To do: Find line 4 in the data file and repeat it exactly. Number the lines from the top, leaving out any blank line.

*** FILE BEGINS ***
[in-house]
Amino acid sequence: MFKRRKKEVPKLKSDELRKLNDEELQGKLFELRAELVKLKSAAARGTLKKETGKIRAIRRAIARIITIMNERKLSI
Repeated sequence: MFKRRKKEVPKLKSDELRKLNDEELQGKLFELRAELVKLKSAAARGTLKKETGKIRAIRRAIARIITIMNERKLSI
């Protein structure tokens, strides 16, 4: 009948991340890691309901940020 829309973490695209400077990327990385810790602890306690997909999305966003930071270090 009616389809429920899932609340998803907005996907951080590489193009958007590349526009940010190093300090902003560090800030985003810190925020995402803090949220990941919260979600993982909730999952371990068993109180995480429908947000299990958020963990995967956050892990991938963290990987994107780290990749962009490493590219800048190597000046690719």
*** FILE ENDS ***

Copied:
């Protein structure tokens, strides 16, 4: 009948991340890691309901940020 829309973490695209400077990327990385810790602890306690997909999305966003930071270090 009616389809429920899932609340998803907005996907951080590489193009958007590349526009940010190093300090902003560090800030985003810190925020995402803090949220990941919260979600993982909730999952371990068993109180995480429908947000299990958020963990995967956050892990991938963290990987994107780290990749962009490493590219800048190597000046690719």